Maybe I'm being a bit paranoid, but I can't help but wonder why they would ask for this information if it was inconsequential. I've given up a lot to return to school for this...I don't think I could stand it if my sacrifices have been for nothing.

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    OK, now that the excitement over getting an acceptance letter has passed, I'm a little freaked out.

    Some of the stuff they are asking for is making me nervous. Health history, I understand. Dental records...? A little bizarre, but OK. Credit report?? WHAT???

    Anyone have any insight as to why they need to know whether or not I am having trouble paying my bills while I am a student (which I am)? Surely they wouldn't decide I'm unfit for the nursing program based on that? Also, I don't have health or dental insurance...could this adversely affect my acceptance?

    Maybe I'm being a bit paranoid, but I can't help but wonder why they would ask for this information if it was inconsequential.

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    i apologize for posting my happiness. i guess i just figured if i got in then surely y'all would. i'm sorry you guys weren't selected. i'd had liked 'knowing' some people in the program (even if it is via the internet).

    the answers to your questions, john:

    what is your gpa towards the nursing program?
    3.76 (my science courses are all a's)

    how many credits do you have towards the nursing program?
    as of time of application, all but anatomy and physiology (i had taken it previously at ksu, but it had expired). i have it this semester.

    what were your act science and overall scores?
    science is 32, overall is 31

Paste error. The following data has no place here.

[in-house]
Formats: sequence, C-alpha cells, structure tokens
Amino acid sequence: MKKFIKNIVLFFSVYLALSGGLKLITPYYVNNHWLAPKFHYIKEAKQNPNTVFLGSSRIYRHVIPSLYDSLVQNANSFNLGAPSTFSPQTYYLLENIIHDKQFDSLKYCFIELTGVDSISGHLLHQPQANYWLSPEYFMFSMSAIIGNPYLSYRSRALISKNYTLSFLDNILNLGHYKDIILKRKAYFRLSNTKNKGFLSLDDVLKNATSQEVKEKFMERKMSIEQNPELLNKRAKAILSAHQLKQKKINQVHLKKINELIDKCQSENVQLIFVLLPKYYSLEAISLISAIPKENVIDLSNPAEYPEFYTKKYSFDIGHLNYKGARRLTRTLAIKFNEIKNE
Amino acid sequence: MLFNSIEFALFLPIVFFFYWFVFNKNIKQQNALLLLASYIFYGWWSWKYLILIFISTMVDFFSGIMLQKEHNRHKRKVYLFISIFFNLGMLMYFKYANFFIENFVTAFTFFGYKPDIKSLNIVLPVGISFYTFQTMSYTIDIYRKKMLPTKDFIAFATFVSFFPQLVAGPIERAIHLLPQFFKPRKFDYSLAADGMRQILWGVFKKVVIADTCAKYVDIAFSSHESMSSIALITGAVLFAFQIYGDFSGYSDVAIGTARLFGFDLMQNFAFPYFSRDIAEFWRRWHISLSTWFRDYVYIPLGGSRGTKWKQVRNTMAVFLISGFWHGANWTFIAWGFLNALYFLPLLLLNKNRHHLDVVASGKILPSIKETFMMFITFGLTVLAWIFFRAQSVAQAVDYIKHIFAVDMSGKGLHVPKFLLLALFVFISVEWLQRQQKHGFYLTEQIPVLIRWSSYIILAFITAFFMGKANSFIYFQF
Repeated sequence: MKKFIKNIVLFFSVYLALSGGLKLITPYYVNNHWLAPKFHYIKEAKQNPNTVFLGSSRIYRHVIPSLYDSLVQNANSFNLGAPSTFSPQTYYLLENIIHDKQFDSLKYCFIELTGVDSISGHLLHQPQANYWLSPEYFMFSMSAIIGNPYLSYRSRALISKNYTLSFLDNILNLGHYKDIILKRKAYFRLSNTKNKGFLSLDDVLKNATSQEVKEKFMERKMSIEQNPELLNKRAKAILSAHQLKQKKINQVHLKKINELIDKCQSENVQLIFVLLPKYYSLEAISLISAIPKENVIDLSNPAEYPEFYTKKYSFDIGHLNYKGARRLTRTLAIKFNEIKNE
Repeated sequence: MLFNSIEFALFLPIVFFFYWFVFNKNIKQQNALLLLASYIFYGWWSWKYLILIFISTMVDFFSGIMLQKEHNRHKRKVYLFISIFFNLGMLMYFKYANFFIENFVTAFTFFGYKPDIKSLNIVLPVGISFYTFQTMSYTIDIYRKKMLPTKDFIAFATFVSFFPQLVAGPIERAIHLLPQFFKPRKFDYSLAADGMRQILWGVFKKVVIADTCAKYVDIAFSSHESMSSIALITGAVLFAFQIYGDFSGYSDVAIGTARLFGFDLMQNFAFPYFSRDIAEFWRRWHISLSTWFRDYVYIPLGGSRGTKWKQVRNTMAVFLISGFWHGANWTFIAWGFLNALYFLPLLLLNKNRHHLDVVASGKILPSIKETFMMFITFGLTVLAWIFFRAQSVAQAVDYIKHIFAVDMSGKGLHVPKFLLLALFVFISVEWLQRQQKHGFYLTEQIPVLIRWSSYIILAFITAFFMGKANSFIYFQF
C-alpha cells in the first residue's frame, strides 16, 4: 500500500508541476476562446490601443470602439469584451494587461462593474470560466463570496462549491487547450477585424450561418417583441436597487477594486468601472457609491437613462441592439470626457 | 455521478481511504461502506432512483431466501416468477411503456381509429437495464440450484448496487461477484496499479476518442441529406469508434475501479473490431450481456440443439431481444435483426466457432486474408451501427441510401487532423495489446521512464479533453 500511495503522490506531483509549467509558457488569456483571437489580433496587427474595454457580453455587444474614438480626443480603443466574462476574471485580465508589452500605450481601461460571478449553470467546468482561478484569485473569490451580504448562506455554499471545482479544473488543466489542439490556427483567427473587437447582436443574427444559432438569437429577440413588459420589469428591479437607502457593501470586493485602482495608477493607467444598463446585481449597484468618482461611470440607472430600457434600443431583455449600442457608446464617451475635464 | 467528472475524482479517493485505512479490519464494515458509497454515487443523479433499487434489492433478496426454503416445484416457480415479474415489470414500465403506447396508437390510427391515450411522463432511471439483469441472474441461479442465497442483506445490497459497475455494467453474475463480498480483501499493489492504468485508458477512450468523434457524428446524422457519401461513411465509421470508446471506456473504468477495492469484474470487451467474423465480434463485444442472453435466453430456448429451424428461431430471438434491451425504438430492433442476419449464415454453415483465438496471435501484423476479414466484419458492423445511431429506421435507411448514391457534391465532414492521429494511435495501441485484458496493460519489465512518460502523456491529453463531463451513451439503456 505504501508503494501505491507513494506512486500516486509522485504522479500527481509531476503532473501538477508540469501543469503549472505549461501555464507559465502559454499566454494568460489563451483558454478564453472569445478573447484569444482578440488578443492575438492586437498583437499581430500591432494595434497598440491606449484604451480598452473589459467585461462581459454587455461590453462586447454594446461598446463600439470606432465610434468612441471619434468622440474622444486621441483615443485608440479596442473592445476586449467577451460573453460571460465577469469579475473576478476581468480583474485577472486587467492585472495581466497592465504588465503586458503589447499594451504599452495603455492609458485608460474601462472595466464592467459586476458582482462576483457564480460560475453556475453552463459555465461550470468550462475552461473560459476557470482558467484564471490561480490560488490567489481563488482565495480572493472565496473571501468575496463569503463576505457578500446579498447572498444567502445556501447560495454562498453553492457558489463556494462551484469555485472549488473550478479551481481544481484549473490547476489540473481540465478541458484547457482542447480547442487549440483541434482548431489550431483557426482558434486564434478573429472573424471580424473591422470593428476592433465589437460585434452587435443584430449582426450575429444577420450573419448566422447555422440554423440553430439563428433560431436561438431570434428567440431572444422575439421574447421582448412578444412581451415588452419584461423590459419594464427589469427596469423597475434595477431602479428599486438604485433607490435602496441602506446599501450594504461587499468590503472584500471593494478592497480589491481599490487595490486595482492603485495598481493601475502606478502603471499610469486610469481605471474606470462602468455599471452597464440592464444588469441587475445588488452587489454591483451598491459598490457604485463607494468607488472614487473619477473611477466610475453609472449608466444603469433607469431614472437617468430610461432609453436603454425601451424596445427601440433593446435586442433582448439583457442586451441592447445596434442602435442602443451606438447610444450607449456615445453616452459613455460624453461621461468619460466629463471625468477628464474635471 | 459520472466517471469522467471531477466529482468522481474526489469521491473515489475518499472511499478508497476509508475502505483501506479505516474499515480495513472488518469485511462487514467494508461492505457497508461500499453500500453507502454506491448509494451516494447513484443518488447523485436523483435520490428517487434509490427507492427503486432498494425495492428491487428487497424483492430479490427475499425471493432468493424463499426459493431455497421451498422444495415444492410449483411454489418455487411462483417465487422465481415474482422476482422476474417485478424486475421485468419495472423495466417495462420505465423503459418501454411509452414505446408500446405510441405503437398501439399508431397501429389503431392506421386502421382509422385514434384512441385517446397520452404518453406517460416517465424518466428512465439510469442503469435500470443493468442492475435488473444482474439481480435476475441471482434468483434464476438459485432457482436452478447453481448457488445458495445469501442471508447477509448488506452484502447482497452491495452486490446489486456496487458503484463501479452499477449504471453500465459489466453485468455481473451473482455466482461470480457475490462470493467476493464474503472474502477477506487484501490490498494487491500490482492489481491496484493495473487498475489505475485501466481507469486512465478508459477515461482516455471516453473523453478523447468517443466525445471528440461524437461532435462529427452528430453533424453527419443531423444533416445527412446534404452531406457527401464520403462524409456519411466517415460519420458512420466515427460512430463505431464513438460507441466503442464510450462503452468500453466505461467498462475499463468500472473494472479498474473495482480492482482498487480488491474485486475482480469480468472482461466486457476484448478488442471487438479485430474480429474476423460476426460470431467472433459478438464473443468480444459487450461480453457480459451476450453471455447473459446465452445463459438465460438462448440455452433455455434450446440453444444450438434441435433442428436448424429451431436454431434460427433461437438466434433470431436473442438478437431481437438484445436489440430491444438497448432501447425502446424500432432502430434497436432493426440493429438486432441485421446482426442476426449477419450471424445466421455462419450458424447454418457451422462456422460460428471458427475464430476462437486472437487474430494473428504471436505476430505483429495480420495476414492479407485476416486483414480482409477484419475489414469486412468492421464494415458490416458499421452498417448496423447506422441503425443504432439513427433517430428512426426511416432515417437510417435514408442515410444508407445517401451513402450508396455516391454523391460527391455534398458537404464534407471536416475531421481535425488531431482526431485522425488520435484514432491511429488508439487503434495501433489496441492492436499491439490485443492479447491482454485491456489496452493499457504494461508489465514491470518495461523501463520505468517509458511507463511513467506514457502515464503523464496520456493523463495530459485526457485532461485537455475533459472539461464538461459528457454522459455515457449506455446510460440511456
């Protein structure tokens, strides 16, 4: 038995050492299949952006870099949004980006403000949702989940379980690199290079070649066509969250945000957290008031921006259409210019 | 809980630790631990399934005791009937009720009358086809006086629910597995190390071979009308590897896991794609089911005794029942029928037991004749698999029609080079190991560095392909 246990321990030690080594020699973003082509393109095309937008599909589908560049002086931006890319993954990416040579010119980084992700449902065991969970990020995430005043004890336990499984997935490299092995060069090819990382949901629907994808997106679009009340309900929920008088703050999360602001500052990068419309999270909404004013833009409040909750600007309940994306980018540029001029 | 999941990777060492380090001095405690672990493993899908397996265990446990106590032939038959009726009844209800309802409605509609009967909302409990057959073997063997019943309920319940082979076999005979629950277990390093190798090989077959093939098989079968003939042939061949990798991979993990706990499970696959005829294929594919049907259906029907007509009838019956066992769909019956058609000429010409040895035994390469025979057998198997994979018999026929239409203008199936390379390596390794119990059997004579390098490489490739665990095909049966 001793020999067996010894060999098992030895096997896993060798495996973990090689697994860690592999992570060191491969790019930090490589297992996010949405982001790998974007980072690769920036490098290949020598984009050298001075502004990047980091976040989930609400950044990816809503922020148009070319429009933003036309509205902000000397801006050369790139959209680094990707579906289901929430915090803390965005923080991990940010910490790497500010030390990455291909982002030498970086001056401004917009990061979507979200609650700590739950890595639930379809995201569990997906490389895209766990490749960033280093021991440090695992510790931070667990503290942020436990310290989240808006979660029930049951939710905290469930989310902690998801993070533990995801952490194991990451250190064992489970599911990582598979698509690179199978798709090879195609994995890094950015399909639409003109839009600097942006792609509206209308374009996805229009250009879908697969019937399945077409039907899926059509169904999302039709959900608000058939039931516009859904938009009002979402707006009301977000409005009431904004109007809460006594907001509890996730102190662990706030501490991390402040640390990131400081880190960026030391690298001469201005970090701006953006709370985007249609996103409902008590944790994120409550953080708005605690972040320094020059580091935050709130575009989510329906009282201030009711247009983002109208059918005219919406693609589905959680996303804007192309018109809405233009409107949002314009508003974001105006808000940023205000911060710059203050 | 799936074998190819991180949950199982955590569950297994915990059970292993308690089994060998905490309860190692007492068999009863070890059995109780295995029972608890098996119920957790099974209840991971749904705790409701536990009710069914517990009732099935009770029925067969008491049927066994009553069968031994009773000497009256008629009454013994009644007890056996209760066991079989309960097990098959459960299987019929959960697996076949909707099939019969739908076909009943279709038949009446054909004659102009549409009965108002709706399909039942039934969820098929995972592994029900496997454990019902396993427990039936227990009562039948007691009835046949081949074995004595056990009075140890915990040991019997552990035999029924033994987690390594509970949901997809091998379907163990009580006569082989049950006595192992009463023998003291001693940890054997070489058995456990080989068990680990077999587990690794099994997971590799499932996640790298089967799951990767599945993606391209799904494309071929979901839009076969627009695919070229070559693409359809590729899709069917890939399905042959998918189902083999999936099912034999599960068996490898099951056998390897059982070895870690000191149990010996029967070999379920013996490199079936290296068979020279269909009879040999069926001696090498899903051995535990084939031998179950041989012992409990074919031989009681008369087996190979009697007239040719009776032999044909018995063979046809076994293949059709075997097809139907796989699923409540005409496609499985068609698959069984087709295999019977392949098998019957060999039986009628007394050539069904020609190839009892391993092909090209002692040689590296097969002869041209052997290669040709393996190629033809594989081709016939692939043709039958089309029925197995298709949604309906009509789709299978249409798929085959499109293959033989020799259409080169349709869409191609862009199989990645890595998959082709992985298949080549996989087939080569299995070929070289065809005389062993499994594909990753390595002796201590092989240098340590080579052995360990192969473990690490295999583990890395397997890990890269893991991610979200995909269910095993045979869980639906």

other possible factors (maybe???). i have my aa, and in the interview when talking about the nursing program i brought up my plans to pursue a masters with focus on certified nurse-midwife. that part of the conversation was one i personally thought was a bad idea afterwards because i brought up how i had my oldest daughter when i was 17 and my dream is to open a birthing center specifically for young/unmarried moms. the interviewer asked a lot of questions about that, so maybe that helped show my passion for the field?

    altogether though, i am honestly surprised. i thought the interview went horribly--i'm much better at doing than talking about doing, and i know there are people with better grades and act scores than me.

    tember--i'm so glad ku is an option for you! i know several people in their bsn and it's a great program. i wish i had the time/$$ to go that route, but my kids can't starve just so mom can go to school (again).

    john--you should definitely give kckcc a try (as well as keep trying at jccc--even the lpn programs would get you one step closer). kckcc accepts in the fall and the spring, and it is also a great program. that is so weird jccc didn't rank'll have to let us know what they say about that.

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    I'm in!!! I had pretty much convinced myself that I didn't make it in, but I did!!!!!!!

    And why the heck do they need dental records? Not that it matters...I made it in!

    Just a little excited here....!